Manitoba·Point of View

At 14, I created a dance about the emerging butterfly I was — then a boy raped me

When Christine Blasey Ford testified before the U.S. Senate Judiciary Committee about being sexually assaulted as a teen by Brett Kavanaugh (now a Supreme Court judge), I could not watch because I, too, am a survivor of sexual assault. This is my story.

Perhaps by sharing our #MeToo secrets, we can help girls and boys with theirs, and prevent more ruined lives

Carrie Smallwood hopes by sharing her story, she will help others who are suffering similar trauma. (Photo: Carrie Smallwood, Graphic treatment: Brooke Schreiber/CBC)

When Christine Blasey Ford testified before the U.S. Senate Judiciary Committee about being sexually assaulted as a teen by Brett Kavanaugh (now a Supreme Court judge), I could not watch because I, too, am a survivor of sexual assault.

There are so many of us who share her experience. I wondered, "How can I amplify her voice?" If I share my own story, would that help other survivors come forward to share their stories, so they can start to connect with other survivors and begin the process of healing?

I decided to identify myself as a sexual assault survivor in a post on Facebook. The feedback I received was tremendously empowering, for me and for the people with whom I connected.

Hopefully by sharing our secrets about sexual assaults, those who continue to suffer in silence will feel they can share their stories with a counsellor or someone they trust: by telling our stories, we can each begin the healing process.

As a very young woman, I would have greatly benefited from hearing a story like mine so that I could begin a journey toward healing.

In the spring of 1979, when I was 14, I was selected to perform in the year-end dance recital at my junior high school.

I conceived and choreographed an eccentric, modern dance: I was a pupa, enwrapped in a bed sheet, struggling to emerge from a chrysalis state into a butterfly. After the metamorphosis, I fluttered without inhibition around the gym floor, as if enacting my own transformation from a shy and restrained girl into a carefree and confident young woman, ready to embrace the best that being a youth in that era had to offer.

At 14, Carrie Smallwood was a carefree and confident young woman bursting out of her shell. (Al Smallwood)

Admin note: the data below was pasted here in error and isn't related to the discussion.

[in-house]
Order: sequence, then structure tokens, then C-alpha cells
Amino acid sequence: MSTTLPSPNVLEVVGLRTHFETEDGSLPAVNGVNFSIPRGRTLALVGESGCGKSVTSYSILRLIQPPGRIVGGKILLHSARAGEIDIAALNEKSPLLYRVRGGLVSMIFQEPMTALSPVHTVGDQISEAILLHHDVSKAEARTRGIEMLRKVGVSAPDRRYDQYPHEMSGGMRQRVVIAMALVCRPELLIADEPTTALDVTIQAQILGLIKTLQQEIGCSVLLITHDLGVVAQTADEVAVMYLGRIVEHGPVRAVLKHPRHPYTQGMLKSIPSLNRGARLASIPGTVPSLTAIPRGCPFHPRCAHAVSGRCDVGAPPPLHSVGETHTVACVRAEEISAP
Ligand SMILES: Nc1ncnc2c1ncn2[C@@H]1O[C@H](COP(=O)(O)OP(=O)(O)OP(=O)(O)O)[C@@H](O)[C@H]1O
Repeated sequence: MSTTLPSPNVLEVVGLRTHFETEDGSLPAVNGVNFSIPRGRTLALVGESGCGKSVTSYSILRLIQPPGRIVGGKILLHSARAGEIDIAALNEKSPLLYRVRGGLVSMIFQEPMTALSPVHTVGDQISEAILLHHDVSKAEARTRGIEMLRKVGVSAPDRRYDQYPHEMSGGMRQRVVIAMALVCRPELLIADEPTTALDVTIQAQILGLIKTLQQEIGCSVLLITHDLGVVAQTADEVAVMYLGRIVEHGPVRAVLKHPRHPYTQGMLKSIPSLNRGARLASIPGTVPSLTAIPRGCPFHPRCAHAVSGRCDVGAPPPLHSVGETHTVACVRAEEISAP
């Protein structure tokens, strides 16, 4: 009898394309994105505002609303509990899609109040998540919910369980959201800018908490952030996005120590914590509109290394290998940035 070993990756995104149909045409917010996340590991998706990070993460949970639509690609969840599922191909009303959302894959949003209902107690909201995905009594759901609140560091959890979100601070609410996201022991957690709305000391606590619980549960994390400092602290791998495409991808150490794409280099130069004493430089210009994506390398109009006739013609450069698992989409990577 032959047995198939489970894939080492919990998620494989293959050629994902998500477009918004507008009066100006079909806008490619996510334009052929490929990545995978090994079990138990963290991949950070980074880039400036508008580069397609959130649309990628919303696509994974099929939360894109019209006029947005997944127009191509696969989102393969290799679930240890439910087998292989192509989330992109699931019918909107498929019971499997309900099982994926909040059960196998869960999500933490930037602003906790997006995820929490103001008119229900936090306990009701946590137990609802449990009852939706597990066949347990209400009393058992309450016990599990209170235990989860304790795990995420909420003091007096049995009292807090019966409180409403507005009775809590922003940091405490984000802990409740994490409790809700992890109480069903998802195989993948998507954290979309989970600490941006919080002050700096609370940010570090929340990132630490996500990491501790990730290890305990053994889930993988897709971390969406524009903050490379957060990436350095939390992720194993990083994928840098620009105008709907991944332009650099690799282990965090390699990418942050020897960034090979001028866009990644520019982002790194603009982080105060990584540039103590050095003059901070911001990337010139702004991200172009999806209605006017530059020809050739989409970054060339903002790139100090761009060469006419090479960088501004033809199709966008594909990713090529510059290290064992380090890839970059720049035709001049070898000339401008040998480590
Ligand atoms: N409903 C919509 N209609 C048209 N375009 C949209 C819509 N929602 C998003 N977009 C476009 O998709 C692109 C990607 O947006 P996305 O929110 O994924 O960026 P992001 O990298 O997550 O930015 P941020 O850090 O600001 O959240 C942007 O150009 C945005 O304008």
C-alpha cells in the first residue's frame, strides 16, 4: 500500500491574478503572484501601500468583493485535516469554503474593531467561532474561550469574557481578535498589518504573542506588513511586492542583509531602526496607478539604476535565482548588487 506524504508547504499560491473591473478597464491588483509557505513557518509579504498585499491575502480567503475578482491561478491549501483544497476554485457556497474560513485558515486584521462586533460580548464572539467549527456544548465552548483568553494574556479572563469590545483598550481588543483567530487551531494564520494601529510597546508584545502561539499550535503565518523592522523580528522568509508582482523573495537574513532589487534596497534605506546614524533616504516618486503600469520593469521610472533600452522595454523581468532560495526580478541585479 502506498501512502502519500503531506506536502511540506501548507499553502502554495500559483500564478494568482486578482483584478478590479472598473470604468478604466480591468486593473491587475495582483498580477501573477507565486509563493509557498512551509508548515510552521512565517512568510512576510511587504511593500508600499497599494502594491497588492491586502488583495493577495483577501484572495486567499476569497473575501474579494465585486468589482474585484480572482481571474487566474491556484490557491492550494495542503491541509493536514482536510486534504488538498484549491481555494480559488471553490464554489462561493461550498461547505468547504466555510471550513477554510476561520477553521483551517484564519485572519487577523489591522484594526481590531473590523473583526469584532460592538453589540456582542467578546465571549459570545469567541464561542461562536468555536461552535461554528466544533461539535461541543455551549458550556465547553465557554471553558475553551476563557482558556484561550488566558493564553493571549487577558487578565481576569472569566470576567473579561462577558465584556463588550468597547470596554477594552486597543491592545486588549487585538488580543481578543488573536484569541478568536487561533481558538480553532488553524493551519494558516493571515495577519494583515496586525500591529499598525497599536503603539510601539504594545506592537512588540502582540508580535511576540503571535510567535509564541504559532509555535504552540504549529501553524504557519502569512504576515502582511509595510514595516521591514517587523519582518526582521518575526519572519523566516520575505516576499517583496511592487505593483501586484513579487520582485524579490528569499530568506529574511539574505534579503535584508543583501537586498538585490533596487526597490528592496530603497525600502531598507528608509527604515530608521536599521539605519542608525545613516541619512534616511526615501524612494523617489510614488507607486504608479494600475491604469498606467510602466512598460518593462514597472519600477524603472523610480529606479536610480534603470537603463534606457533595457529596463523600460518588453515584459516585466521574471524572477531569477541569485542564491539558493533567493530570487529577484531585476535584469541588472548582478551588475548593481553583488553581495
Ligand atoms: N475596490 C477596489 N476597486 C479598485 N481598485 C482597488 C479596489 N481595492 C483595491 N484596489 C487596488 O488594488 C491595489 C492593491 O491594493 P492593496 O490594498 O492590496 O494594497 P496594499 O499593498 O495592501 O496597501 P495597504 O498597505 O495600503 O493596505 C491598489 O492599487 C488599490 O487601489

Fast-forward to the summer of 1979, when my friends and I attended a summer dance for teens at a community club in another area of the city.

I wore my thrift-store 1960s neon green and pink mini-dress with vintage purple pumps and green fishnet stockings. I was buzzing with the electric energy of adolescence and looking forward to dancing.

Shortly after we arrived, a boy/man from another area of the city asked me to dance. He smelled of alcohol and I could tell he was stoned because his eyes were red.

I had never before been asked by a boy to dance, so reluctantly (since he was inebriated, and I was timid around males, most likely because I grew up with an absent father), I agreed to dance.

I could barely look at the boy because of my shyness, but I danced the way I usually danced — with delirious abandon.

Because we had not even spoken to one another, never mind looked at one another, and because he was clearly wasted, I was completely nonplussed when the boy/man asked me to dance again — this time, to a slow dance.

Romantic pablum

He pulled me closer and closer to him, and started to grind against and grope me, forcing my mouth open with his tongue to sloppily kiss me on the dance floor.

I was frightened and confused by his inappropriately intimate necking during the dance and was immensely relieved when the song finished. I swiftly returned to my friends, who were surprised at what they had witnessed on the dance floor and assumed they were observing a budding romance.

To their exclamations of excited astonishment, I expressed my dismay at the boy/man's drunk and stoned groping: I didn't even know this guy, and he was doing salacious things to me. I told my friends that perhaps I should try to get to know him — I didn't even know his name! — by going for a walk with him, or something.

Unknown to me — their minds filled with the romantic pablum of Disney movies we were spoon-fed every Sunday evening at 6 — they went to talk to the boy/man, and told him I wanted to go for a walk with him.

This was not at all what I wanted, but when he appeared in front of me and asked me to go for a walk, I was overcome with the same starry-eyed notions as my friends, and I said yes.

'Charming stroll'

We walked into the warm summer night, without talking. This was not at all the romantic stroll that I had in mind.

He was obviously familiar with the neighborhood, whereas I wasn't, and he led me to some bleachers where we sat down.

"Oh, now we will chat," I thought, but he immediately started to maul me.

When other people approached the area near the bleachers, he pulled me away and led me down a dark back lane.

I was so young and naïve; I still believed I was on a charming stroll with my first boyfriend. 

Our "charming stroll" led us to a dark backyard. He said it was his friend's house. I didn't understand why we were there.

He forced me back and finally, he had me, pinned like a dead butterfly

And then it all happened very quickly: he pushed me down onto the ground. Despite my protests of "No!" and my numerous attempts to get up off the ground, he forced me back and finally, he had me, pinned like a dead butterfly.

He pulled down my panties, ripped my stockings, splayed my legs and raped me, as I quietly wept.

When the kitchen light went on in the house behind us, he zipped up his pants and fled to the back lane while I frantically pulled up my panties and the ripped remnants of my stockings, and followed him down the lane.